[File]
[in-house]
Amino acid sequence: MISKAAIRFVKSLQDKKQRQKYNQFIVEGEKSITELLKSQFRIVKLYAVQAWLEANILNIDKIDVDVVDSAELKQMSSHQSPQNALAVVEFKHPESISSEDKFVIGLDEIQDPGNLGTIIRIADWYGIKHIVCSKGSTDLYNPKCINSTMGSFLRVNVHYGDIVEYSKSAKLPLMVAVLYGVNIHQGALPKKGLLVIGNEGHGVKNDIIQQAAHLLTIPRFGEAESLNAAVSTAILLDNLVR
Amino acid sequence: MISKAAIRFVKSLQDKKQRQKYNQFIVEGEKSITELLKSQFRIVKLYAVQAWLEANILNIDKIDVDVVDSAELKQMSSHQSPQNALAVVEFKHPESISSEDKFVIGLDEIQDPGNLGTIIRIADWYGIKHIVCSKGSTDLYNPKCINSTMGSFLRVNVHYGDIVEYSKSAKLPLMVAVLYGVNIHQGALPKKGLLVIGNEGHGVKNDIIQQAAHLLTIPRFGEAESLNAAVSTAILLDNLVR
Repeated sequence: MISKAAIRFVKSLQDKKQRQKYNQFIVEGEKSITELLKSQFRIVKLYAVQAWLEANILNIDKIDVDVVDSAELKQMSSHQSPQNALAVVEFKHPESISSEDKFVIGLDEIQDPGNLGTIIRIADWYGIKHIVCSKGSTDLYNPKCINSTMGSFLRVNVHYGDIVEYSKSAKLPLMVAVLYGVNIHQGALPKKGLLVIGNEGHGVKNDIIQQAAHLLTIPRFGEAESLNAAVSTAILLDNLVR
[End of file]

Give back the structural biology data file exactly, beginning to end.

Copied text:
[in-house]
Amino acid sequence: MISKAAIRFVKSLQDKKQRQKYNQFIVEGEKSITELLKSQFRIVKLYAVQAWLEANILNIDKIDVDVVDSAELKQMSSHQSPQNALAVVEFKHPESISSEDKFVIGLDEIQDPGNLGTIIRIADWYGIKHIVCSKGSTDLYNPKCINSTMGSFLRVNVHYGDIVEYSKSAKLPLMVAVLYGVNIHQGALPKKGLLVIGNEGHGVKNDIIQQAAHLLTIPRFGEAESLNAAVSTAILLDNLVR
Amino acid sequence: MISKAAIRFVKSLQDKKQRQKYNQFIVEGEKSITELLKSQFRIVKLYAVQAWLEANILNIDKIDVDVVDSAELKQMSSHQSPQNALAVVEFKHPESISSEDKFVIGLDEIQDPGNLGTIIRIADWYGIKHIVCSKGSTDLYNPKCINSTMGSFLRVNVHYGDIVEYSKSAKLPLMVAVLYGVNIHQGALPKKGLLVIGNEGHGVKNDIIQQAAHLLTIPRFGEAESLNAAVSTAILLDNLVR
Repeated sequence: MISKAAIRFVKSLQDKKQRQKYNQFIVEGEKSITELLKSQFRIVKLYAVQAWLEANILNIDKIDVDVVDSAELKQMSSHQSPQNALAVVEFKHPESISSEDKFVIGLDEIQDPGNLGTIIRIADWYGIKHIVCSKGSTDLYNPKCINSTMGSFLRVNVHYGDIVEYSKSAKLPLMVAVLYGVNIHQGALPKKGLLVIGNEGHGVKNDIIQQAAHLLTIPRFGEAESLNAAVSTAILLDNLVR